Conditioning your body to the point where it can run, bike and swim more than 30 miles in three hours is no easy feat, even for the athletes that regularly push themselves to do so.
Tri-athletes train every day for hours in order to prepare for a race. And challenged athlete Daniel Tratt is no different from the thousands of other lean, toned and incredibly fast athletes slated to participate in the Westchester Triathlon this Sunday.
But for Tratt, there's an added obstacle—he has to train and participate without the use of his lower body. And he is always facing his toughest competitor: himself.
Personal goals keep him motivated, Tratt told Patch. “I am always setting new goals for myself and every year I set a goal and reach it and I get addicted," he said." I want to set another one.”
Tratt, a 33-year-old New Rochelle resident who grew up in Sullivan County, NY, became paralyzed from the waist down in 1999 after he fell over a stairway banister and dropped 23 feet. He was left with traumatic brain injury, also. Tratt has since recovered from the TBI and has overcome his paralysis to lead a fulfilling and successful life.
In the last 13 years, Tratt has become a motivational speaker, become a special education teacher in the Bronx, and earned two MBA degrees and his Masters in Education. Over the last five years, he has become one of the nation’s most accomplished challenged athletes and the “darling of the Westchester Triathlon,” according to one of the races organizers.
"Daniel tratt is unbelievable. He races like nobody I know, he smiles, he's worried about everybody else," said Nancy Reiger, the Triathlon's public relations specialist and a fellow tri-athlete.
"He is just an incredible inspiration for everybody that sees him and meets him. We all adore him. He just gives back so much and is incredibly philanthropic in all that he does."
Tratt takes that the compliments humbly.
“She is just biased” Tratt said of Reiger, adding that is because they train together.
Tratt began training for triathlons five years ago, when disabled friends he volunteers with encouraged him to become involved.
“I had already gotten a hand cycle, and one of my mentors taught me how to get a racing chair," Tratt said. "Another taught me how to swim, and I was ready to go."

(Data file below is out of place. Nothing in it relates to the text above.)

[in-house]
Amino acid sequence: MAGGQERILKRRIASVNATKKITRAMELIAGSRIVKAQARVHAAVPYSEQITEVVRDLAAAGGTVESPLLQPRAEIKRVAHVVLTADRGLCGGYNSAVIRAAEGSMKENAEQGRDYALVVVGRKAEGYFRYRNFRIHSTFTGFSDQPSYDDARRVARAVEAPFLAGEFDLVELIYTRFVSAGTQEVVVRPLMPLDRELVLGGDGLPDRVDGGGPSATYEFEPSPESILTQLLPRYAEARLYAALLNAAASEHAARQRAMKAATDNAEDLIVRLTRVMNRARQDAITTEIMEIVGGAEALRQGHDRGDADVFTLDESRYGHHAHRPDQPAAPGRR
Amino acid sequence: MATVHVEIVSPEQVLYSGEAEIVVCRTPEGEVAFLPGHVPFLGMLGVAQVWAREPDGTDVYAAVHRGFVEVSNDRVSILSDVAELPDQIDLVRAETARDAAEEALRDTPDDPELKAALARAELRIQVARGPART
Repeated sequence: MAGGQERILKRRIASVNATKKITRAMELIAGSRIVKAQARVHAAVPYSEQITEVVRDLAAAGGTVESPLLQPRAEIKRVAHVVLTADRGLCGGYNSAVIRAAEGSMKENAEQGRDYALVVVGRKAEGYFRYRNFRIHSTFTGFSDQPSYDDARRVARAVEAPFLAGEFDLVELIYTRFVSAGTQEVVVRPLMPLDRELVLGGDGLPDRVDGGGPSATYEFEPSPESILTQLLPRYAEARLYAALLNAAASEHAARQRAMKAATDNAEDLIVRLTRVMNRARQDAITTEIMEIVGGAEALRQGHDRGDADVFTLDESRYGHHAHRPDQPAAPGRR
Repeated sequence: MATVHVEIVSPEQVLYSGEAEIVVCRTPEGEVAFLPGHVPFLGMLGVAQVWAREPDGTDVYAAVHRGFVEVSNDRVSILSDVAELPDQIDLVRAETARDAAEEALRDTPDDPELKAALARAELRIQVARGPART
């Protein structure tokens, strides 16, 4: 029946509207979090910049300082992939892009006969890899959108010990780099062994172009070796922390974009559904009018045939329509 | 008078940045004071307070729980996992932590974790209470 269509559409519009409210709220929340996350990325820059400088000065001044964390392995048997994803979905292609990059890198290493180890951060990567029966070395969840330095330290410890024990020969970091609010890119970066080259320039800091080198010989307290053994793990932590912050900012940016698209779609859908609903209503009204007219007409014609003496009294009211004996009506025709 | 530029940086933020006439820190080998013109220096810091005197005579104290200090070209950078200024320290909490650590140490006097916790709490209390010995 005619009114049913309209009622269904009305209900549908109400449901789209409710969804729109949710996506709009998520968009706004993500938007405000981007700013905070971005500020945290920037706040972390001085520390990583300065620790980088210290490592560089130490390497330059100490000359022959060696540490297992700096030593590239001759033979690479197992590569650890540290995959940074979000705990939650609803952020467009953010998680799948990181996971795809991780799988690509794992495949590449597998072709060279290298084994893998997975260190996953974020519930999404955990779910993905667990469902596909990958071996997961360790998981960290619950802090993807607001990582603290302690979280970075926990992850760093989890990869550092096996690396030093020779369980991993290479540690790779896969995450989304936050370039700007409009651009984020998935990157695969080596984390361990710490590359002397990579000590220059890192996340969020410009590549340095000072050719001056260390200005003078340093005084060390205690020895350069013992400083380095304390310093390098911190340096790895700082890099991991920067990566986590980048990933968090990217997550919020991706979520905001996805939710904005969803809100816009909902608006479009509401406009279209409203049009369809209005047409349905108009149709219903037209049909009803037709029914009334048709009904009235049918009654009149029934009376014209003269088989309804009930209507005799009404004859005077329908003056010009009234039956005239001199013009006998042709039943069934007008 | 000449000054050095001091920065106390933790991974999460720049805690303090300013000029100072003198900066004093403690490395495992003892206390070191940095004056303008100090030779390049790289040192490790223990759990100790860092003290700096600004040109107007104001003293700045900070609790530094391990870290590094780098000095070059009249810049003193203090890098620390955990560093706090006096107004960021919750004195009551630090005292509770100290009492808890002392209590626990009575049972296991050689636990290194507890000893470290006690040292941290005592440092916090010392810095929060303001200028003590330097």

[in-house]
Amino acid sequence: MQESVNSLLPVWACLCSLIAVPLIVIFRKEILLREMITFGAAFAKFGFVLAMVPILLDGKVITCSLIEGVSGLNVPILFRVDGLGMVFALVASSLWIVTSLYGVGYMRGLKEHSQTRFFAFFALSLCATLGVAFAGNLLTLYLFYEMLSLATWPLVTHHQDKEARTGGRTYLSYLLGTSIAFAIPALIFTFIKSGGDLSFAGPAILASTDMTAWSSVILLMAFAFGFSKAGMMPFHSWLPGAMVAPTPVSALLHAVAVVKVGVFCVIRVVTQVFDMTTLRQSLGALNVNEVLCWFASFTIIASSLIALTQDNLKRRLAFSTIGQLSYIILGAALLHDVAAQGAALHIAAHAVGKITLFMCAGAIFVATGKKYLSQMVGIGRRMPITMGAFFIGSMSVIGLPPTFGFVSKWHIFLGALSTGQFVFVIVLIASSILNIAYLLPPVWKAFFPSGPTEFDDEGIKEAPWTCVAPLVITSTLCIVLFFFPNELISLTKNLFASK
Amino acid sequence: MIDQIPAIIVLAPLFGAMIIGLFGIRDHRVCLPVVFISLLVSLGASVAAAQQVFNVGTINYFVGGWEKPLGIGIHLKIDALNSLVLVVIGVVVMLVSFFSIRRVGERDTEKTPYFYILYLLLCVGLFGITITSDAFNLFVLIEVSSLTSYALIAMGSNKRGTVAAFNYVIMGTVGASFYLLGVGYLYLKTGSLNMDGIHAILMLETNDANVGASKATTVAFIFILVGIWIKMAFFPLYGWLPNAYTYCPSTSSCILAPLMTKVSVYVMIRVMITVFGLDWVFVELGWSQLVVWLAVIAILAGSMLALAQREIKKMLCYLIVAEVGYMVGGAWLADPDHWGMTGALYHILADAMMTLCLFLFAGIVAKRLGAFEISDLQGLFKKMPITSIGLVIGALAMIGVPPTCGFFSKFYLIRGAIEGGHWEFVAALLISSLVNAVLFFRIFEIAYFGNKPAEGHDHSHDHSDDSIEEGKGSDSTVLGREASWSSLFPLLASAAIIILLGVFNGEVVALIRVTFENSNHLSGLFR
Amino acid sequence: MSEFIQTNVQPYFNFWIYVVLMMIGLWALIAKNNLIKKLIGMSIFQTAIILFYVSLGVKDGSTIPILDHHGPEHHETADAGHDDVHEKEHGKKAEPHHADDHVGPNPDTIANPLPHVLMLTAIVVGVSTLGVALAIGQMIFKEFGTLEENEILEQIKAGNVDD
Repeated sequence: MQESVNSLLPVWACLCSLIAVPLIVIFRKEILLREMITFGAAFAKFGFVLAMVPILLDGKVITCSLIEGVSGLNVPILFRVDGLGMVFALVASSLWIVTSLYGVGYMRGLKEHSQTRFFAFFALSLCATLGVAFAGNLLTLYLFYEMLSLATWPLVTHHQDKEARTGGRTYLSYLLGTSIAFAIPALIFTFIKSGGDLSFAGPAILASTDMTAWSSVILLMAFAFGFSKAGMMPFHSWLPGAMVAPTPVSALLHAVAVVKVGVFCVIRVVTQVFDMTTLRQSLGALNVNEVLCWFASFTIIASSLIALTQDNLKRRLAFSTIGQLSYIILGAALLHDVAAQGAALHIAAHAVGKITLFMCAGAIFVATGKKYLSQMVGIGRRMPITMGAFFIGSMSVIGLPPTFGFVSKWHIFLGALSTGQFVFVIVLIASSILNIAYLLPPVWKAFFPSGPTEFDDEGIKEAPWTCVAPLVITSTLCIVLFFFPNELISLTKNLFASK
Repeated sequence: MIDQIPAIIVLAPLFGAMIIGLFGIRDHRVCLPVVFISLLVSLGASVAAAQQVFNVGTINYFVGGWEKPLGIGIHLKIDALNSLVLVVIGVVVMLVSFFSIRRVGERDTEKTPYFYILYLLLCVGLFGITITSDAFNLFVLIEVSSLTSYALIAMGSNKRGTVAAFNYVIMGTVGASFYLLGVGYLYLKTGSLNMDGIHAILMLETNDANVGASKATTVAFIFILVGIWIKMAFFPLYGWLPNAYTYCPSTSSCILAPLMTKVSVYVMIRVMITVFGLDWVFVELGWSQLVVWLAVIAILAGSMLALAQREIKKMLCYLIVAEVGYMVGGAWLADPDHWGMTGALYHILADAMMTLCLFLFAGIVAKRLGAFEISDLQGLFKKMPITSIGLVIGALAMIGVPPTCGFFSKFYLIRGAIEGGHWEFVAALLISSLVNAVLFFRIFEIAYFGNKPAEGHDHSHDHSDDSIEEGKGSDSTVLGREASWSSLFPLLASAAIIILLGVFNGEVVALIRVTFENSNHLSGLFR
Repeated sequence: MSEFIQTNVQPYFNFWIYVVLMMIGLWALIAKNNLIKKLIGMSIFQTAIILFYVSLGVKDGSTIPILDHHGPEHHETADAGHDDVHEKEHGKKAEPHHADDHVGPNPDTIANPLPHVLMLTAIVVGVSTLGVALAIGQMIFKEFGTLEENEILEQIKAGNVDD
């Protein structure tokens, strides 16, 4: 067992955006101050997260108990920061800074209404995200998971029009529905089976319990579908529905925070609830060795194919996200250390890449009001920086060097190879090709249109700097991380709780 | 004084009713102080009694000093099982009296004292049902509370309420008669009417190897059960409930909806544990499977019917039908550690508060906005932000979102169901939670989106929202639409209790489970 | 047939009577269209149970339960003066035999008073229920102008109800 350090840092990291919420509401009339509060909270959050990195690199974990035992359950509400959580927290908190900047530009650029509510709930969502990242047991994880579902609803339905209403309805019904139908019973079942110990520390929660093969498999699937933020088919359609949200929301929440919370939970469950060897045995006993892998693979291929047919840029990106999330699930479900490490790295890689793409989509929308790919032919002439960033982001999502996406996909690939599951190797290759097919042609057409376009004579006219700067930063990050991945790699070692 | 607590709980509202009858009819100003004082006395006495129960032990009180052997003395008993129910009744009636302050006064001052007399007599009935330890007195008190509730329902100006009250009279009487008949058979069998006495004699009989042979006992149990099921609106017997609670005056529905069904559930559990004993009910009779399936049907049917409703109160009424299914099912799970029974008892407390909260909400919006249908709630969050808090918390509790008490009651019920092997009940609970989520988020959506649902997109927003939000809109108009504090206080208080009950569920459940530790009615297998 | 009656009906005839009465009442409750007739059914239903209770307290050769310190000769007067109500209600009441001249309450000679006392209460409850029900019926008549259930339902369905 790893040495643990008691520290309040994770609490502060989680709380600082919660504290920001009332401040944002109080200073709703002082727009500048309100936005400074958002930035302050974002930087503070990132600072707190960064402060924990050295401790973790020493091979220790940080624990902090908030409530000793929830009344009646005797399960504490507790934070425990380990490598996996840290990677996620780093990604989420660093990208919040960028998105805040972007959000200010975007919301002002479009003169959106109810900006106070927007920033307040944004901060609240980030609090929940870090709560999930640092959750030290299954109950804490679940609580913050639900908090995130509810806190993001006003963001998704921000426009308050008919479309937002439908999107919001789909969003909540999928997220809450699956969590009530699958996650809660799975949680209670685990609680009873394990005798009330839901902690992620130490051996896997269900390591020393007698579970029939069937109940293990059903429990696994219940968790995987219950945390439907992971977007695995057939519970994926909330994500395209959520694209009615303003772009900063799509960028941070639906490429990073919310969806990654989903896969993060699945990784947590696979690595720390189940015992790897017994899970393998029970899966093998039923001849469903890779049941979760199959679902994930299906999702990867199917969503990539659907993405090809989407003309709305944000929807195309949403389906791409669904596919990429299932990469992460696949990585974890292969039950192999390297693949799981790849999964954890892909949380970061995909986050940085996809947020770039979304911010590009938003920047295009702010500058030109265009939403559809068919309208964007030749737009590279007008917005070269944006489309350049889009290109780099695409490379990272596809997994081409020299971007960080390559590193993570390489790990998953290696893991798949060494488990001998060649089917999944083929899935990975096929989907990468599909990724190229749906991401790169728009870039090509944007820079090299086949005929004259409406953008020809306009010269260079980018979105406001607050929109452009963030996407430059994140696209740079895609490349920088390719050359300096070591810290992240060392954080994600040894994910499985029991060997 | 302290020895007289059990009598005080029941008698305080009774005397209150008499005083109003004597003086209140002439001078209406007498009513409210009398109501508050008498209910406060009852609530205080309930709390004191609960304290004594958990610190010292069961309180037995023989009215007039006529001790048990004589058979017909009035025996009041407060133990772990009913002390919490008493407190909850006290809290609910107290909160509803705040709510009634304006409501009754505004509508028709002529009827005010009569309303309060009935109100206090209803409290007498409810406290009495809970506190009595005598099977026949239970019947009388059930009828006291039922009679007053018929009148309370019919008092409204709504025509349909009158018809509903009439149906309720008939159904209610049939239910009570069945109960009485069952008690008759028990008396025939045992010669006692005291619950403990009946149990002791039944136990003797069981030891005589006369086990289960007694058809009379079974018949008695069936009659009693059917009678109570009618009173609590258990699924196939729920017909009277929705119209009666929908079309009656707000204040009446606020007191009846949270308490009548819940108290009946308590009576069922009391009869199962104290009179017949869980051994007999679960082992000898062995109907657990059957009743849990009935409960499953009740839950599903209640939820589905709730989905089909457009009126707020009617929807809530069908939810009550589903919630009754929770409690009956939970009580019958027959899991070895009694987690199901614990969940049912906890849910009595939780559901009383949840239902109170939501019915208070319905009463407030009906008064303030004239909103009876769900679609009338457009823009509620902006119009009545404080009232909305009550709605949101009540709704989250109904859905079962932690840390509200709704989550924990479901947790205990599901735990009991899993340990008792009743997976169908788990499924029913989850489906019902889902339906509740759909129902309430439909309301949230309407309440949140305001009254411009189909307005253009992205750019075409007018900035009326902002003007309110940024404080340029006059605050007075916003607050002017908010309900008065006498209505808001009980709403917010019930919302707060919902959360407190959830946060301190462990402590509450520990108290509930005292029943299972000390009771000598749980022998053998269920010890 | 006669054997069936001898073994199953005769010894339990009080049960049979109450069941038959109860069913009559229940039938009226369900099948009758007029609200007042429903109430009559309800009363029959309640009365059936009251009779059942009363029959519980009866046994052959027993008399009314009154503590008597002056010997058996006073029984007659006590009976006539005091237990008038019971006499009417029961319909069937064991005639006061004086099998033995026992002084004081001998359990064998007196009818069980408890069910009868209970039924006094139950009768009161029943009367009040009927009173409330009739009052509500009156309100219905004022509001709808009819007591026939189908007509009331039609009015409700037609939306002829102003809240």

Now, he trains 10 to 12 hours a week in the pool, on his bike and on the racing chair. He attributes his success to his support group, especially the Rye Tri club, which is a a non-profit triathlon training club that supports charities and organizes the Westchester Triathlon.
“They have been incredibly friendly to the challenged athletes, and made me and one of my mentors honorary athletes this year,” Tratt said.
One way the Rye Tri club has been an asset to Tratt? It's helped him learn to swim by carrying him to the water for practice. Tratt’s most difficult physical challenge in the triathlon is swimming, he said, because his legs are dead weight in the water.
But since last spring, with the help of Rye Tri, Tratt has been bolstering his upper body strength and logged enough practice hours to swim on his stomach in this year’s race. He believes this will significantly help his time.
“It is really amazing—the Rye Tri club that organizes this race is like a really big family, and everyone is really supportive of one another," Tratt said. "Organizers have always been really supportive of challenged athletes and encouraging. They have made us feel like one of them. We are not singled out for our differences, but we are included for our similarities."
Recently, Tratt has competed around the world and is sponsored by the Challenged Athletes Foundation, one of the beneficiaries of the 28th Jarden Westchester Triathlon.
Over the last few years, Tratt estimates that the Challenged Athletes Foundation has spent around $10,000 on equipment and traveling expenses for him to participate in races across the country.
Tratt won for his division at the Westchester Tri with a time of 3:21 last year. He noted only a few challenged athletes competed, but remains proud of his win. This year, he hopes to break his record by shaving six minutes off his time.
“I would really like to beat 3:15 and get 3:10, but I’d be happy with 3:15,” he said.
Cheer for Tratt on Sunday, Sept. 23 at the Westchester Triathlon. For more on the event, click here.